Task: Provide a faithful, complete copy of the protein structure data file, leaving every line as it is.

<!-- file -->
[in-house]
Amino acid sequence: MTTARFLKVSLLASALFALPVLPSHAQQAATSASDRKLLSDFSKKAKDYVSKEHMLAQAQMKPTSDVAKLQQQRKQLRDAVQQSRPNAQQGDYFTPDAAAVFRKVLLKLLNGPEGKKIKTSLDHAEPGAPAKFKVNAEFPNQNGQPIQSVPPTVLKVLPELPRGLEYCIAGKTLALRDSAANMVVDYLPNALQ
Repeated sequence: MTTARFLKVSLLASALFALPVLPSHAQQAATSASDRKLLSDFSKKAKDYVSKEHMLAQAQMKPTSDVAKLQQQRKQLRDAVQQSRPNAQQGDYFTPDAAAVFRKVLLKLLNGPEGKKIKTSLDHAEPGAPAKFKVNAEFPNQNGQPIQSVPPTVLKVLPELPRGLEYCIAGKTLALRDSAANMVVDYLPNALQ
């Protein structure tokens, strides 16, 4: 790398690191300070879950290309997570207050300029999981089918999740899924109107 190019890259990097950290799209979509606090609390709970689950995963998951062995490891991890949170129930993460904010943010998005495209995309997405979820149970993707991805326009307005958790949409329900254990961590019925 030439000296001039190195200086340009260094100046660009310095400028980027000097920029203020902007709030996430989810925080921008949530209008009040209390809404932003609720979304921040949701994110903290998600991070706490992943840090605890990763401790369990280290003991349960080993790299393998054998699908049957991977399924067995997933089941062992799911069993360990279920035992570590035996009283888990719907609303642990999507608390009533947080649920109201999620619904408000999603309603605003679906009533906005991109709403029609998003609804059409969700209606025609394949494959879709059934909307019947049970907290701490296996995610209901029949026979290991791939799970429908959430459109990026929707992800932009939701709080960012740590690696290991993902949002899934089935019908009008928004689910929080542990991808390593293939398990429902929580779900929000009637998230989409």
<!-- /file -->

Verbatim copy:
[in-house]
Amino acid sequence: MTTARFLKVSLLASALFALPVLPSHAQQAATSASDRKLLSDFSKKAKDYVSKEHMLAQAQMKPTSDVAKLQQQRKQLRDAVQQSRPNAQQGDYFTPDAAAVFRKVLLKLLNGPEGKKIKTSLDHAEPGAPAKFKVNAEFPNQNGQPIQSVPPTVLKVLPELPRGLEYCIAGKTLALRDSAANMVVDYLPNALQ
Repeated sequence: MTTARFLKVSLLASALFALPVLPSHAQQAATSASDRKLLSDFSKKAKDYVSKEHMLAQAQMKPTSDVAKLQQQRKQLRDAVQQSRPNAQQGDYFTPDAAAVFRKVLLKLLNGPEGKKIKTSLDHAEPGAPAKFKVNAEFPNQNGQPIQSVPPTVLKVLPELPRGLEYCIAGKTLALRDSAANMVVDYLPNALQ
């Protein structure tokens, strides 16, 4: 790398690191300070879950290309997570207050300029999981089918999740899924109107 190019890259990097950290799209979509606090609390709970689950995963998951062995490891991890949170129930993460904010943010998005495209995309997405979820149970993707991805326009307005958790949409329900254990961590019925 030439000296001039190195200086340009260094100046660009310095400028980027000097920029203020902007709030996430989810925080921008949530209008009040209390809404932003609720979304921040949701994110903290998600991070706490992943840090605890990763401790369990280290003991349960080993790299393998054998699908049957991977399924067995997933089941062992799911069993360990279920035992570590035996009283888990719907609303642990999507608390009533947080649920109201999620619904408000999603309603605003679906009533906005991109709403029609998003609804059409969700209606025609394949494959879709059934909307019947049970907290701490296996995610209901029949026979290991791939799970429908959430459109990026929707992800932009939701709080960012740590690696290991993902949002899934089935019908009008928004689910929080542990991808390593293939398990429902929580779900929000009637998230989409």